Darker skin tones – Higher amounts of the pigment melanin in dark skin tones acts as a natural sunscreen, reducing the amount of Vitamin D produced
Increased Age – Lower amounts of the precursor to Vitamin D, skin changes and more time spent indoors increases the risk of deficiency in older individuals
Time of year and location – UVB rays are weaker in the northern latitudes, so weak in fact that there are large periods of the year (4 to 6 months) when one just can’t make enough Vitamin D from sun exposure alone. (3)
How do I know if I’m deficient?
The symptoms of Vitamin D deficiency are often so subtle that you have no idea you are deficient. I know that I had no clue, until my blood test came back! The effects of vitamin D deficiency are varied and we rarely make the connection between these signals and a lack of vitamin D. They may include:
Muscle or Joint pain
Low mood or irritability
So what can you do?
Ask your physician for a blood test. Vitamin D levels are not something that most physicians will order with your yearly bloodwork. Because there are no overt signs of deficiency, I think it is important to know what you level is – especially if you fall into one of the groups who are more at risk for a deficiency.
Conventional “normal” ranges can vary depending on the lab conducting the test. They are also based on the average population which, if we are being honest, is not all that healthy. Generally, the “normal” range will be quite wide (30ng/ml to 100ng/ml). But this normal range doesn’t necessarily reflect what is healthy, only what is common. Functional references ranges are narrower and reflect a level that is optimal to prevent dysfunction and, eventually, disease. A functional optimal range for vitamin D is much narrower, perhaps at 60ng/ml to 80ng/ml. When disease is present, such as with heart disease or cancer, the optimal range may be higher.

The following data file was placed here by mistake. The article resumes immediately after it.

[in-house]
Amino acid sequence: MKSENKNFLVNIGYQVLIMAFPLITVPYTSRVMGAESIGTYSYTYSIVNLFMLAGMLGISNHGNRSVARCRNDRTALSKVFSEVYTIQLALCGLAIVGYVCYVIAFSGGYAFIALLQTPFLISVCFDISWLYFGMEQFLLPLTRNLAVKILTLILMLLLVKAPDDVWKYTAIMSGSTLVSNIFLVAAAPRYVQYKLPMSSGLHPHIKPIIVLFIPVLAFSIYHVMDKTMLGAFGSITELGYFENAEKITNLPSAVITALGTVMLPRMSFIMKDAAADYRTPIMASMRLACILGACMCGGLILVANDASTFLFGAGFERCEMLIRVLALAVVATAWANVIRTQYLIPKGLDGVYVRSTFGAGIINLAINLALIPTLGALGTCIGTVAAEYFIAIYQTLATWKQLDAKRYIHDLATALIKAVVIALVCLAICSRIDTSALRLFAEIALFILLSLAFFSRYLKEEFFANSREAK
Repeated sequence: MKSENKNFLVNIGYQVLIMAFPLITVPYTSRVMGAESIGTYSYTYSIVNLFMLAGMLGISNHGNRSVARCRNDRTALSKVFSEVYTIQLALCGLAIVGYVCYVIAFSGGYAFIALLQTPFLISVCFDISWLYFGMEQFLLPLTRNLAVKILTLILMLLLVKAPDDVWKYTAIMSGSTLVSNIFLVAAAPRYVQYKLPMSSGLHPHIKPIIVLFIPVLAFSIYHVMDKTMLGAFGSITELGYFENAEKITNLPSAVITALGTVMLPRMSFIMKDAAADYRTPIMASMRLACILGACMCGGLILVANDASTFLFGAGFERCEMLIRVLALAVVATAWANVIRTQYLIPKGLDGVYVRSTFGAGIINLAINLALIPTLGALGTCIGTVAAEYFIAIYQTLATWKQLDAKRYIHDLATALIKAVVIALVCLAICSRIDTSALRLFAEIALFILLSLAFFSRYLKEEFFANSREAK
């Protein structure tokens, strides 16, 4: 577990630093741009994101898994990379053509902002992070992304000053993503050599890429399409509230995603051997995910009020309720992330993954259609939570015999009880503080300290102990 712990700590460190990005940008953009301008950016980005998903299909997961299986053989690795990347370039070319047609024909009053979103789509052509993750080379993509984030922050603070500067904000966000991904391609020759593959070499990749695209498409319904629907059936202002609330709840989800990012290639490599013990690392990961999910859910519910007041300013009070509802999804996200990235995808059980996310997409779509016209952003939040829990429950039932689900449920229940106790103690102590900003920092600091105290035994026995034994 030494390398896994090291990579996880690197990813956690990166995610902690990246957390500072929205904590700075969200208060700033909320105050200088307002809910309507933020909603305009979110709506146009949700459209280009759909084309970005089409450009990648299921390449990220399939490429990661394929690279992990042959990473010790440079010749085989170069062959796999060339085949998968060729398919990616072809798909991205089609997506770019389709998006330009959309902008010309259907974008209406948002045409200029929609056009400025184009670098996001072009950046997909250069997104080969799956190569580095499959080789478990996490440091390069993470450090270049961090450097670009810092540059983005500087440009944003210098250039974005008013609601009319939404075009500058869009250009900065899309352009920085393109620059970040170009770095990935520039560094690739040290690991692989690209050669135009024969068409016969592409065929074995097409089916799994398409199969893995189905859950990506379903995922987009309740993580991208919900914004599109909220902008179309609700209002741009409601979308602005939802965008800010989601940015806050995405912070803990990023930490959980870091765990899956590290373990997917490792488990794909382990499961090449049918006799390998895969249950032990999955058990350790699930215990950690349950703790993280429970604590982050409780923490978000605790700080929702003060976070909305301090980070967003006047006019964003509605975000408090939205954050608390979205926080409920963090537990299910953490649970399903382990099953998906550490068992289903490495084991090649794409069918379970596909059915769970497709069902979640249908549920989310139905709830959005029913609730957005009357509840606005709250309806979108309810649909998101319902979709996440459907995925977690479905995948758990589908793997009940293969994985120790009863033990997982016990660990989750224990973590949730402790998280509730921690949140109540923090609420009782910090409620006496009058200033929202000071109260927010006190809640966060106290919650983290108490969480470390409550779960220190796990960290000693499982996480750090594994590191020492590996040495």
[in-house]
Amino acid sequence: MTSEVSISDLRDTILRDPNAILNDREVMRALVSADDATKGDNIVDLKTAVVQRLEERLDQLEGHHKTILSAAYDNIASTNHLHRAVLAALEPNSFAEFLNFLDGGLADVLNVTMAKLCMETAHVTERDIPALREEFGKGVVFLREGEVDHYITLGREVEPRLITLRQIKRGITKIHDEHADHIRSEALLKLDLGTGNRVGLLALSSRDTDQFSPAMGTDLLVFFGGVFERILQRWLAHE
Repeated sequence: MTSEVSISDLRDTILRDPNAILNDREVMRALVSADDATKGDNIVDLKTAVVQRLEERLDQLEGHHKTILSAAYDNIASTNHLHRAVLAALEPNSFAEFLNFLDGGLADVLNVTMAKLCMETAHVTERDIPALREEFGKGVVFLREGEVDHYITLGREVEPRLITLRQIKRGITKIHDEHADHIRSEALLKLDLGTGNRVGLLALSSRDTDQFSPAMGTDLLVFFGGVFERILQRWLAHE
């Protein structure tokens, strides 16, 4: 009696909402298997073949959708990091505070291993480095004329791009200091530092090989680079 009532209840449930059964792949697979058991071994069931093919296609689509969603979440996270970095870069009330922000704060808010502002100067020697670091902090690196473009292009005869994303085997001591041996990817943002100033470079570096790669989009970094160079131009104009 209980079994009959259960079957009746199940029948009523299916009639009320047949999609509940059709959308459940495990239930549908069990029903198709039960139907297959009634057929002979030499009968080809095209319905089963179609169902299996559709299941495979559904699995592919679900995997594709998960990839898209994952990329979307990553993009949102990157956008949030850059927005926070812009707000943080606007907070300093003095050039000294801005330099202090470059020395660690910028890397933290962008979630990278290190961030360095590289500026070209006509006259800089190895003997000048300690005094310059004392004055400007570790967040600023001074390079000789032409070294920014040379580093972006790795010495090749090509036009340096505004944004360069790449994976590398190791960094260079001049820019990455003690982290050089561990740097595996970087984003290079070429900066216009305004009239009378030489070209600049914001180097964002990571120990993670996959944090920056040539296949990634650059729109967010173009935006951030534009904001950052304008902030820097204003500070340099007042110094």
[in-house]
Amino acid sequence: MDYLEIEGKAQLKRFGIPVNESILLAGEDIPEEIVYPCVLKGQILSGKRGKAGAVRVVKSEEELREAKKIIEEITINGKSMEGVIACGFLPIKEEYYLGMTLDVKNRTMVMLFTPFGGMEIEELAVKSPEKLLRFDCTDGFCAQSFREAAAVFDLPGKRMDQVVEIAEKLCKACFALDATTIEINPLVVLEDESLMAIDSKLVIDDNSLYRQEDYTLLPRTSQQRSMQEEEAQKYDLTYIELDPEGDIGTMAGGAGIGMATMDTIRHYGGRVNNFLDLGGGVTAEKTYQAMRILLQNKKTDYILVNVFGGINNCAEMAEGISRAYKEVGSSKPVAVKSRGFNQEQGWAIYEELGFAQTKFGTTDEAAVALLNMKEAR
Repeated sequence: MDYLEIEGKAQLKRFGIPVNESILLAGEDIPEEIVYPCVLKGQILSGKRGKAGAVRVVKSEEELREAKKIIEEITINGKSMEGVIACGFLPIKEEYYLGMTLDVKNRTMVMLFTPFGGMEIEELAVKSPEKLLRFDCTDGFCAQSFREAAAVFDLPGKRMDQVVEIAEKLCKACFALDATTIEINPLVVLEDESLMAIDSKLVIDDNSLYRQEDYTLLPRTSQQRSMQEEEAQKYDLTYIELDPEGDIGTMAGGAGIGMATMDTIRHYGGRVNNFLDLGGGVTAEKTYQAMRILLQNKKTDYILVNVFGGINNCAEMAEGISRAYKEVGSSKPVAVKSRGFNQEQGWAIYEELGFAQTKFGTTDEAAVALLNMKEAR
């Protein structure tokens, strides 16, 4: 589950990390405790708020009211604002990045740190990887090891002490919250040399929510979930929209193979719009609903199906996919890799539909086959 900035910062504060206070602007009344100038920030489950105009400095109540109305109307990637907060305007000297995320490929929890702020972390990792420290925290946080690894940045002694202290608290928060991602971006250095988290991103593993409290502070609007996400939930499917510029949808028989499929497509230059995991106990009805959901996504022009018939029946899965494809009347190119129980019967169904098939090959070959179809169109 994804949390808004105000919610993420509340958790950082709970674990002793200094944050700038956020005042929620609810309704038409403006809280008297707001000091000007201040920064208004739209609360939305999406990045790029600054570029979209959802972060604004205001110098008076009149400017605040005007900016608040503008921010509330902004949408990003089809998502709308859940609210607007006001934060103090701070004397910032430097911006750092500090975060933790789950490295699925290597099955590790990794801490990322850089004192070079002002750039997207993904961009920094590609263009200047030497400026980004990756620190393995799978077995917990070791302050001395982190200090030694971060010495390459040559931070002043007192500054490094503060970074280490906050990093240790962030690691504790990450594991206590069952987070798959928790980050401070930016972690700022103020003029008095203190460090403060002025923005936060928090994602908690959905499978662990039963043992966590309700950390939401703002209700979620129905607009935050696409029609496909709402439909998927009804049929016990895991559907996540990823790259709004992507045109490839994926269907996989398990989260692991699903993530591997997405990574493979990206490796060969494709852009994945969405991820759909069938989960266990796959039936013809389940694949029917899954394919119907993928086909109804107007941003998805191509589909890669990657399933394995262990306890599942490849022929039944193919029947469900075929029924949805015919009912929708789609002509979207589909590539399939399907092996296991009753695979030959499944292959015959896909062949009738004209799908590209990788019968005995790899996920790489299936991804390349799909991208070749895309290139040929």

Most of us living in northern latitudes are not going to be able to get all the vitamin D we need year round. A high quality supplement can help us keep our levels up throughout the year.
The amount of vitamin D to supplement will vary depending on your current blood level, health status and sun exposure. As always, it is important to have a discussion with your health care provider to determine an appropriate dose and have your levels monitored periodically. Also, always…ALWAYS consult your doctor or pharmacist before starting any supplementation, in order to rule out drug interactions or contraindications!
As vitamin D is fat soluble, there is a risk (although extremely small) of toxicity, because excess can be stored in the body. It is generally only seen in those who take extremely high doses for long periods of time.
Overall, sun exposure really is the best source of vitamin D, as we don’t have to rely on adequate digestion for it to reach our bloodstream and get to work! It is a bit of a balancing act, especially if you are like me and go from bright white to lobster red in the blink of an eye. A general rule of thumb is for the time of sun exposure to be 50% of what it would take to cause a mild sunburn (slight pinkness 24 hours later). After this time, slather on the safe sunscreen, cover up or seek shade.(1) For me, that’s probably about 5 minutes in the mid-day summer sun! The more skin that is exposed, the more vitamin D those factories in your skin will produce. I would recommend protecting the face with sunscreen or a hat, as it’s surface area is relatively small and will produce only a small amount of vitamin D and the skin there is more prone to damage from sun exposure.
The other benefit of getting Vitamin D from the sun? Toxicity is not an issue. There are compounds made along with the Vitamin D that will limit any excess production, protecting us from toxicity. The body is a wondrous thing, isn’t it?
Wacker, M., & Holick, M. F. (2013). Sunlight and Vitamin D: A global perspective for health. Dermato-endocrinology, 5(1), 51–108. https://doi.org/10.4161/derm.24494
Mozołowski W. Jędrzej Sniadecki (1768-1838) on the Cure of Rickets. Nature. 1939;143:121. doi: 10.1038/143121a0